# Thread: Need help with miters

1. [OP] Member
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## Need help with miters

How do I measure a board if I am cutting angles the ends? Its easy enough to measure for a 90 deg angle. Just measure out from the blade and cut, but I cannot figure an easy way to measure for a 45 deg angle. In other words, if I want to make a picture frame, what is the procedure for measuring the boards and cutting them. If I am missing some minor thing here, please forgive me for being so thick. By the time I get through trying to get these cuts right my picture is like half the size I started to make.

2. Bruce, there are different ways, the simplest is to just draw it out full scale if you are having trouble wrapping your head around it. Otherwise, you need to know the rebate size desired, the internal size, and the width of the stock. Geometry from there.

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What Steve said. Either draw it in SketchUp, et al, or lay it out full size on a piece of paper. From there it's "just" a matter of cutting 2 boards each to the same exact length with 8 perfect 45's.

John

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The length of the outside edge is the length of the inside edge plus 2 X the width of the piece. For example. If I want to make a picture frame for an 8 X 10 picture. The pieces I am cutting are 2" wide. I will use a 3/8" rabbet for the picture to sit in the frame. I will need two pieces 13 1/4" (10" - (2 X 3/8") + 4") and two pieces 11 1/4" (8 - (2 X 3/8") + 4")

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I run my rabbet first. Then using two pieces of stock laid back to back (rabbets facing out on both pieces) place tape measure on the inside edge of rabbet with actual size of desired opening, plus 1/8th inch. Where tape meats rabbet on other piece gives me exact length to cut pieces.

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Originally Posted by Bruce Wrenn
I run my rabbet first. Then using two pieces of stock laid back to back (rabbets facing out on both pieces) place tape measure on the inside edge of rabbet with actual size of desired opening, plus 1/8th inch. Where tape meats rabbet on other piece gives me exact length to cut pieces.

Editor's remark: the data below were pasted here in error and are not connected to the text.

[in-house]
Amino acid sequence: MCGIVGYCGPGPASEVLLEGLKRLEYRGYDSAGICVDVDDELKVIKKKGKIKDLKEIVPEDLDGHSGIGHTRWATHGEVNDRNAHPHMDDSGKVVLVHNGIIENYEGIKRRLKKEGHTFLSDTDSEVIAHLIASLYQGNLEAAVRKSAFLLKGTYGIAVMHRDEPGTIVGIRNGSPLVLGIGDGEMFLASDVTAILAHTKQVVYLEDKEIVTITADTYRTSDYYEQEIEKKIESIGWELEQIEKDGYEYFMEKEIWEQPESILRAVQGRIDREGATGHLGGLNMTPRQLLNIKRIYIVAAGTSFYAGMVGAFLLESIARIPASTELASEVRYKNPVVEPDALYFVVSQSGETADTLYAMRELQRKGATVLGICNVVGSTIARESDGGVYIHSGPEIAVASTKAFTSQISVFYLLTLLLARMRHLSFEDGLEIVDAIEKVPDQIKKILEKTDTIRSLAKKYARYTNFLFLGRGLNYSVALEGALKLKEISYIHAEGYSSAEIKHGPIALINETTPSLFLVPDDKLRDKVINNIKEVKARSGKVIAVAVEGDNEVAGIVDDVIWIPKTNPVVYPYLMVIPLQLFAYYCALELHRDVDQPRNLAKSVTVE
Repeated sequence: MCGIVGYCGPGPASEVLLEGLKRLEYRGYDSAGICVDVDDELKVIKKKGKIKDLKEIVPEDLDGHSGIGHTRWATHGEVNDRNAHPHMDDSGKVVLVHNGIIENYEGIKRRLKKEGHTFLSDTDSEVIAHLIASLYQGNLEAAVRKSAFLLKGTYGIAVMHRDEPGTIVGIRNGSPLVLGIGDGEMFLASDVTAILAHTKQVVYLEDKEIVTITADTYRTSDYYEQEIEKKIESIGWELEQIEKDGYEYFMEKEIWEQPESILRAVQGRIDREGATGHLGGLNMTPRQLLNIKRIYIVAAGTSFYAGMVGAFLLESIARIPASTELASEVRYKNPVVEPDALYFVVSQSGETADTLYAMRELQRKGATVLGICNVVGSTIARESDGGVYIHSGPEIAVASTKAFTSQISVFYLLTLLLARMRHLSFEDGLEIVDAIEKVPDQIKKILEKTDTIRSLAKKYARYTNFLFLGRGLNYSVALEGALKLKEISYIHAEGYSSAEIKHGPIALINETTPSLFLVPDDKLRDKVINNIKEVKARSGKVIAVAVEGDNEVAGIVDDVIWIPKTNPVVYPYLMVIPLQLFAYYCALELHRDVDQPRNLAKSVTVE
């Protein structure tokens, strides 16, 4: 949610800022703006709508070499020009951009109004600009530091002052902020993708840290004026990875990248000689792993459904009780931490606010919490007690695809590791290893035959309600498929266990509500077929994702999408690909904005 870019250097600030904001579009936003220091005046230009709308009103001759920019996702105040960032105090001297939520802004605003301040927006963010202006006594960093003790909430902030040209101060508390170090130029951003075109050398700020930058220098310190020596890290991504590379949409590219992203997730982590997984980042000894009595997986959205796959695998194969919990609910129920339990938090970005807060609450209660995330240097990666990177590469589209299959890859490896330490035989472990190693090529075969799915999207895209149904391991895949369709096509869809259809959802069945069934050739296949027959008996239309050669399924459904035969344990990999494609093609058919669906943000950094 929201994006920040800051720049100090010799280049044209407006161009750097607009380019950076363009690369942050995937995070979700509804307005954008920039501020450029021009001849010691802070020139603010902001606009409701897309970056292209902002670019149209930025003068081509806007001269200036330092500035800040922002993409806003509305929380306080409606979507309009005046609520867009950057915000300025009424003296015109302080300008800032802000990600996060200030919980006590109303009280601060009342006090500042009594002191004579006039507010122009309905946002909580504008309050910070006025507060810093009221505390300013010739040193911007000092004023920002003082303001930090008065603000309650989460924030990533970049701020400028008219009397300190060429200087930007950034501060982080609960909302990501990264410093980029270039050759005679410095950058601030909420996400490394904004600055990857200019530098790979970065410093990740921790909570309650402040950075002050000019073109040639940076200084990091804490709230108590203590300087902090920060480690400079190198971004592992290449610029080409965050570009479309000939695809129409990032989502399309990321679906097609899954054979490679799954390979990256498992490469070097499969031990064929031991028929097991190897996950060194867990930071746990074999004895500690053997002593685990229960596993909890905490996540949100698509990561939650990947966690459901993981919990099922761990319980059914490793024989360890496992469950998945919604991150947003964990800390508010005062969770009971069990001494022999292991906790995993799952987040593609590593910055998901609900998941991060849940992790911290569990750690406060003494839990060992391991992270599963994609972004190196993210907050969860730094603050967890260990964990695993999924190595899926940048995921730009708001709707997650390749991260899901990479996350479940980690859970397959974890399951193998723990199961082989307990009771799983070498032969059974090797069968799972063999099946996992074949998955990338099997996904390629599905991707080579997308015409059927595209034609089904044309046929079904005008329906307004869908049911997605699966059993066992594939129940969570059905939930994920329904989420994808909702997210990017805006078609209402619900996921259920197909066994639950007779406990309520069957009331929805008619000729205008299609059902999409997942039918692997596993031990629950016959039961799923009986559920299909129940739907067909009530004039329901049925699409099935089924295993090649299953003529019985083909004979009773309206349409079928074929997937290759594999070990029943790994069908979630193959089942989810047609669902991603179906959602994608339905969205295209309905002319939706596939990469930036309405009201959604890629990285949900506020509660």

I don't follow this at all.

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8. Do you already have the picture mounted?

You could work directly off that.
The critical dimension is the "shorter" side of the miter that meets the picture.

If you make a mistake - it could be cut down for one of the smaller pieces.

Take the framed artwork and place it on a stable flat surface.
Trace around the outside.

Put the original art safely away.

Each molding will have a relief cut away (the side that holds the picture) that is a fixed distance
in from the inner dimension - 1/4" or more.

Inside the tracing made of the mounted artwork, trace a second line that distance IN from the template line.
That's where your molding should line up, when properly fitted.

*********

I cut with a miter box, by hand.
I cut the first three, fitting to the actual mounted artwork or cover glass.

I leave the last two pieces long, and overlap them at the final corner.
I cut directly through these last two for the final joint,
to correct for alignment errors.

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## Think I figured it out

Thanks to everyone for the good advice, I think I figured out what I was doing wrong. My problem was more like I just didn't where to start cutting even once I knew what lengths I wanted. After seeing everyones formulas and such, I got to thinking. And I just now realized that I was not allowing for the width of the kerf when I made the cut. Does that make sense? I should have figured this out before posting I guess.
Bruce

10. Originally Posted by Bruce Golling
And I just now realized that I was not allowing for the width of the kerf when I made the cut. Does that make sense? Bruce
Perfectly.
Were you cutting all the pieces, in advance - then coming up short?

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Originally Posted by Jim Matthews
Perfectly.
Were you cutting all the pieces, in advance - then coming up short?

Yes that was one problem. And then I believed those knuckleheads I went to school with who said to not worry about geometry because we'll never use it. Once I just sat down and looked at the hyptotenuse and general geometry it became a lot clearer. I thought for a minute I was going to be to only use pocket joints.
Anyway I think I'm on the right track, thanks again everybody for enlightening me.
Bruce

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